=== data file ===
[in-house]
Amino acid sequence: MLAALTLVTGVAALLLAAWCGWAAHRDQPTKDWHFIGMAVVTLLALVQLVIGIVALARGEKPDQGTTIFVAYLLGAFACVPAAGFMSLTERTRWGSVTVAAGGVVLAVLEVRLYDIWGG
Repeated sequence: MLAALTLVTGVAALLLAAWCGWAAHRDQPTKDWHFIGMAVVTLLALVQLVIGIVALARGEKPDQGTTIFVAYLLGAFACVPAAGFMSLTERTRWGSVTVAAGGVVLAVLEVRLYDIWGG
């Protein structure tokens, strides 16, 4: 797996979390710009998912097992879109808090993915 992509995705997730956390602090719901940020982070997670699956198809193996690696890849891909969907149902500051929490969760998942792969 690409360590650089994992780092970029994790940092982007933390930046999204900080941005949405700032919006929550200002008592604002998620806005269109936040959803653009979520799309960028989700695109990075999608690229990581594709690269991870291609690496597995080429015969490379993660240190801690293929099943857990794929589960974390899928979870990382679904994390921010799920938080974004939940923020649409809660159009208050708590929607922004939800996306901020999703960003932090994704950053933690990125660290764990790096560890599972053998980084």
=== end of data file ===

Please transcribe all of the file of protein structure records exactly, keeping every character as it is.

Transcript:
[in-house]
Amino acid sequence: MLAALTLVTGVAALLLAAWCGWAAHRDQPTKDWHFIGMAVVTLLALVQLVIGIVALARGEKPDQGTTIFVAYLLGAFACVPAAGFMSLTERTRWGSVTVAAGGVVLAVLEVRLYDIWGG
Repeated sequence: MLAALTLVTGVAALLLAAWCGWAAHRDQPTKDWHFIGMAVVTLLALVQLVIGIVALARGEKPDQGTTIFVAYLLGAFACVPAAGFMSLTERTRWGSVTVAAGGVVLAVLEVRLYDIWGG
């Protein structure tokens, strides 16, 4: 797996979390710009998912097992879109808090993915 992509995705997730956390602090719901940020982070997670699956198809193996690696890849891909969907149902500051929490969760998942792969 690409360590650089994992780092970029994790940092982007933390930046999204900080941005949405700032919006929550200002008592604002998620806005269109936040959803653009979520799309960028989700695109990075999608690229990581594709690269991870291609690496597995080429015969490379993660240190801690293929099943857990794929589960974390899928979870990382679904994390921010799920938080974004939940923020649409809660159009208050708590929607922004939800996306901020999703960003932090994704950053933690990125660290764990790096560890599972053998980084």